Five FAQs About Snoring and Sleep Apnea
Getting enough sleep is necessary for good health. We all know how energetic we feel when we are sleeping well at night. Yet, many of us do not feel rested, even after seven or eight hours of sleep. Let's answer some common questions about snoring and sleep apnea, problems that are often called sleep related breathing disorders (SRBD).
What is the purpose of sleep?
Scientists know we need sleep, at a particularly deep level, to be rested, but they are not sure why we need sleep. Sleep may have evolved as a way to conserve energy in the body, to conserve food supplies, or to reduce our risk during darkness. Sleep appears to give the brain a chance to store and organize its information and the body a chance to recuperate. Sleep studies have shown that in order to get the full benefits of sleep we need to sleep long and deeply enough to enter into a series of sleep cycles including Rapid Eye Movement (REM) and Non-Rapid Eye Movement (NREM) sleep.
What kinds of problems get in the way of the type of sleep we need?
There are eight main categories of sleep disorders, but the ones affecting the largest numbers of people are insomnia, SRBD, and Circadian Rhythm Sleep Disorders. SRBDs include snoring and Obstructive Sleep Apnea (OSA), which is a serious health problem.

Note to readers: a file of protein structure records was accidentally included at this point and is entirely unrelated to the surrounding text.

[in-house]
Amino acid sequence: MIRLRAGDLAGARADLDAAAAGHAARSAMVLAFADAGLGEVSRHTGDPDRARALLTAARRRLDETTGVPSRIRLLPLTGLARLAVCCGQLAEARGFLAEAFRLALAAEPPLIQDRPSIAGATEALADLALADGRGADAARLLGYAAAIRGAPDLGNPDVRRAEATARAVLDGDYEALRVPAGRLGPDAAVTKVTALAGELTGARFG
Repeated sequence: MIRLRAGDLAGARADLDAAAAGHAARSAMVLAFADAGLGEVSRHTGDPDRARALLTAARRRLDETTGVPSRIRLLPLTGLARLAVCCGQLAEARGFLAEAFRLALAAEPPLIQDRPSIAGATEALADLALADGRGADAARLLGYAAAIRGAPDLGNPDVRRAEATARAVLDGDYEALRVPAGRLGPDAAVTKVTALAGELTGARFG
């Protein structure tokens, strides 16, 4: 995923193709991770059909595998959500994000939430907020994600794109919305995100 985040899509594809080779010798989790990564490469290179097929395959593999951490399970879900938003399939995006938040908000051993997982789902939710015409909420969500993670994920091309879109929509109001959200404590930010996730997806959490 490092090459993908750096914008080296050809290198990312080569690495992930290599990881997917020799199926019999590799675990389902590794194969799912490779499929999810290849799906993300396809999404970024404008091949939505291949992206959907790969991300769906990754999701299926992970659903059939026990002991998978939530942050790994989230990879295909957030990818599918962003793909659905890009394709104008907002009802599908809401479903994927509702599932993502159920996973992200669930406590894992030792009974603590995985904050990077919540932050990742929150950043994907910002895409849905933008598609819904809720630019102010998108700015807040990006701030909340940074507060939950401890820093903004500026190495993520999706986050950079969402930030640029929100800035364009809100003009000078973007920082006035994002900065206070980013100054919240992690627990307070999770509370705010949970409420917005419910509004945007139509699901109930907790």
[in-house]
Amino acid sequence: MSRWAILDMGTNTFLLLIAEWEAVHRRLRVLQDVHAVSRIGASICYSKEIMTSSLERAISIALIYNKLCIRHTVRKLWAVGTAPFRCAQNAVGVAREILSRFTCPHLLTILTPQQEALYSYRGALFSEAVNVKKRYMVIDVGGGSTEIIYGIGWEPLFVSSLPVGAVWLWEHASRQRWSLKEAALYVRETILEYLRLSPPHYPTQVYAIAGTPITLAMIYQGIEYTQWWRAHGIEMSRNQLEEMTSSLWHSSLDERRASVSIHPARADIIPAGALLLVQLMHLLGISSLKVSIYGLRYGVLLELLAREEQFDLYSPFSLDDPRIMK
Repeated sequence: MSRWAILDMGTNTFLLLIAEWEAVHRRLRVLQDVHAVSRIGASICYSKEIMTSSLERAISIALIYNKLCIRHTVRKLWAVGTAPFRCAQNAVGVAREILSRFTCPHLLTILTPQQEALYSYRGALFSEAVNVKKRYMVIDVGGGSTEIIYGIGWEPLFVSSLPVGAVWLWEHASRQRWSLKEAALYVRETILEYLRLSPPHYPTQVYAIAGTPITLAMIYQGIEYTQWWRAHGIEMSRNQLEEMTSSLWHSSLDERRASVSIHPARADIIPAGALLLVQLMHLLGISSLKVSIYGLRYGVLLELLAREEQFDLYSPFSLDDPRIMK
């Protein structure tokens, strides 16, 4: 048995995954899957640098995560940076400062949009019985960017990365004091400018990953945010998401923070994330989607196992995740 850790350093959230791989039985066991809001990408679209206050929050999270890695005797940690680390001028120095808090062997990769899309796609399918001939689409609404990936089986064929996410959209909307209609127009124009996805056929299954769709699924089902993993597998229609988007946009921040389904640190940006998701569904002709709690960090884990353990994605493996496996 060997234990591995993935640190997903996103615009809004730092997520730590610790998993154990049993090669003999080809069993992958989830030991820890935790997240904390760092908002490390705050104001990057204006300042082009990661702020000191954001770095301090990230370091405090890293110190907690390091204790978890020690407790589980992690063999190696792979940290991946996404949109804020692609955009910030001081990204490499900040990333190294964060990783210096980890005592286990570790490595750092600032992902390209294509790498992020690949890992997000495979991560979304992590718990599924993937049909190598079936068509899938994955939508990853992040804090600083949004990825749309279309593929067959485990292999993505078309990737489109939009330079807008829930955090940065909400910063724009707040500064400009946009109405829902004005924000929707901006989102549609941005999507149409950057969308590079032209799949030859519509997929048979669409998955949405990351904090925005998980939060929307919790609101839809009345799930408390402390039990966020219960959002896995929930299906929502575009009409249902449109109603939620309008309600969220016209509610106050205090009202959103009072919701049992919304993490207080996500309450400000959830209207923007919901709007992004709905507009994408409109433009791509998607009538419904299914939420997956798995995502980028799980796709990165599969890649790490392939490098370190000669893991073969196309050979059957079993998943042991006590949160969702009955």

How do I know if I have OSA or another SRBD?
Often, your bed-partner will tell you that you snore. Chronic loud snoring is an indicator of OSA. To make a diagnosis your physician must take a thorough sleep and medical history. The diagnosis may then be confirmed by a study in a sleep lab.
What causes sleep apnea or OSA?
Snoring and OSA happen when your tongue and other soft tissues in the back of your throat collapse backwards and block airflow through your upper airway or windpipe. You may briefly awaken as many as 50 times per night because of these breathing lapses. These brief awakenings, called micro-arousals, keep you from reaching the deep stage of sleep your body needs.
What are the treatments for sleep apnea?
Treatments include CPAP therapy, in which patients wear a mask while sleeping. The mask pushes air through the airway, keeping it open. In Oral Appliance Therapy (OAT) patients wear a device that moves the lower jaw forward, allowing more room for air to move down the airway. Oral surgical procedures and orthodontic approaches also have the goal of moving the tongue away from the throat. These are all treatments that can be carried out by a dentist who has training and experience in treatment of sleep disorders.
Contact us today to schedule an appointment to discuss your questions about sleep disorders and their treatments. You can also learn more by reading the Dear Doctor magazine articles “Sleep Disorders and Dentistry” and “Sleep Apnea Frequently Asked Questions.”